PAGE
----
I like your style. However, the states and commonwealths don't have to call a con-con to repeal real-id, DHS, the IRS or any other "color of law" legislation, program or agency since the constitution never granted the legislative, executive or judicial branch the power to create ANY of them in the first place.

No Constitutional authority for any of those? I'm not sure about that. Remember that Congress has Article I authority to "make all Laws which shall be necessary and proper for carrying into Execution the foregoing Powers and all other Powers vested by this Constitution in the Government of the United States, or in any Department or Officer thereof." The foregoing powers includes the power to "lay and collect Taxes, Duties, Imposts and Excises, to pay the Debts and provide for the common Defence and general Welfare of the United States." There's the authority to create the IRS, all in the enumerated powers. Real ID authority comes from full faith and credit clause: "Congress may by general Laws prescribe the Manner in which such Acts, Records and Proceedings shall be proved, and the Effect thereof." The DHS is just the cabinet-level department created to oversee a number of other pre-existing agencies and functions. The organization of the executive branch is provided for in the necessary and proper clause. If it is rather to the functions of specific agencies that you object, I would probably agree with you in some cases, but for the most part I think DHS agencies are authorized by the Constitution:


  1. CBP/ICE: The Article I power to regulate commerce with foreign nations, and the Article IV guarantee to protect states aganst invasion. (The latter is perhaps more honored in the breach than the observance?)
  2. USCIS: The Article I power to establish a system of naturalization.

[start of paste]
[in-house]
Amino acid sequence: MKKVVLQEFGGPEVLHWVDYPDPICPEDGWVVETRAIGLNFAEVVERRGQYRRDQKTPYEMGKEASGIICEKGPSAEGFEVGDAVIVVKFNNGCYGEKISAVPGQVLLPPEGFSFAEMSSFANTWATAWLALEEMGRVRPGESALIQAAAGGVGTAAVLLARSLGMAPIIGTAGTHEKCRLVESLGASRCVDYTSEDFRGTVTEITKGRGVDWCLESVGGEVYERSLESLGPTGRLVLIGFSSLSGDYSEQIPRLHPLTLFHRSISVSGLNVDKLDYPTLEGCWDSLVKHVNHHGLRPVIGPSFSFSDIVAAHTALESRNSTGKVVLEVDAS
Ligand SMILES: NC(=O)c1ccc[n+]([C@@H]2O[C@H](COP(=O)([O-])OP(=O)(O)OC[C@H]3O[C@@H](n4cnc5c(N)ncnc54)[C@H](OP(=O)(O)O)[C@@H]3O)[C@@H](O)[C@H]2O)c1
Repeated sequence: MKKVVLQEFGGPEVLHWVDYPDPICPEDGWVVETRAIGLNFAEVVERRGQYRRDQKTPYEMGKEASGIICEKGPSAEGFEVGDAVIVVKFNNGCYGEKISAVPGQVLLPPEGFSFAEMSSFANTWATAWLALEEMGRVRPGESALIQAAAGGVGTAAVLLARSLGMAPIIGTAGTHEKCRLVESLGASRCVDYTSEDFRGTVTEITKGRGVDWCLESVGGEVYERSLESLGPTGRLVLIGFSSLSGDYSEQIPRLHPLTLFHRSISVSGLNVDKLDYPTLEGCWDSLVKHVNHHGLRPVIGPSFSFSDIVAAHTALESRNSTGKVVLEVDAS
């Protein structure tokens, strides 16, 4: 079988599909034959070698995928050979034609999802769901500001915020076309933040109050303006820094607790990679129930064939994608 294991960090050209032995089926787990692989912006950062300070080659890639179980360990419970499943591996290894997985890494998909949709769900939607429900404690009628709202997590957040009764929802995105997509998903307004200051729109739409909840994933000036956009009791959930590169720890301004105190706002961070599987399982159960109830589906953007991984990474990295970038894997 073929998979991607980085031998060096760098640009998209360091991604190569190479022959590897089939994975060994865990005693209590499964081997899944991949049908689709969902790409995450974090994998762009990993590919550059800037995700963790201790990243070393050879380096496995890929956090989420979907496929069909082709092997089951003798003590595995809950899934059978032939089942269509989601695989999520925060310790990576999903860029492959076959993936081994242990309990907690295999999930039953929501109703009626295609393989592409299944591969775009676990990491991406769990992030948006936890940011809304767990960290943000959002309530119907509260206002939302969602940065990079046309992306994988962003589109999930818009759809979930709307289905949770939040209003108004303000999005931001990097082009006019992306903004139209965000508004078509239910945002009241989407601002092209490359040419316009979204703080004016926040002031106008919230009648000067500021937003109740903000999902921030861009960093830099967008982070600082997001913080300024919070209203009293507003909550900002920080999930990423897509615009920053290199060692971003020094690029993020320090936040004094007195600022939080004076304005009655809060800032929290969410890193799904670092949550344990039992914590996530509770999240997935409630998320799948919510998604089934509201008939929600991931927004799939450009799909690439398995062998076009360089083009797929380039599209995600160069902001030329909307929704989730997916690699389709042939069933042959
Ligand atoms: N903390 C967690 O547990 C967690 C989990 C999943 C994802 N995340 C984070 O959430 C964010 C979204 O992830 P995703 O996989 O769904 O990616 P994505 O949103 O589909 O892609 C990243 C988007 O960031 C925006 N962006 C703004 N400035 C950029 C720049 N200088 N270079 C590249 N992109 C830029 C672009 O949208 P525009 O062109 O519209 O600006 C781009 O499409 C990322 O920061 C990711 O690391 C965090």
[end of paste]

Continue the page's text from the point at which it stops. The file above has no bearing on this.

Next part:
3. USCG: The Article I power to define and punish felonies on the high seas; as a wartime adjunct to the Navy, the various clauses regarding the Navy.
  4. USSS: The necessary and proper clause as applied to the office of the President; the Article I power to punish counterfeiting.


I think there is nothing authorizing the TSA, except perhaps as an Article IV emergency measure, and I think they are pioneers in the realm of unreasonable searches and seizures. But the other agencies are mostly okay.



posted on Jun, 14 2014 @ 10:25 PM
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a reply to: FurvusRexCaeli

You can't convince armchair-lawyers of this. They don't believe it's constitutional unless it's explicitly stated as such.

There are a huge number of people in this country who believe the only 'law' we need is the dozen or so pages of the constitution.



posted on Jun, 14 2014 @ 10:46 PM
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originally posted by: NickK3

originally posted by: METACOMET
According to the ACLU 25 states are rejecting, and 15 have passed laws exempting their citizens from the "Real I.D" act.



It will be interesting to see how far the federal government can push a majority of states.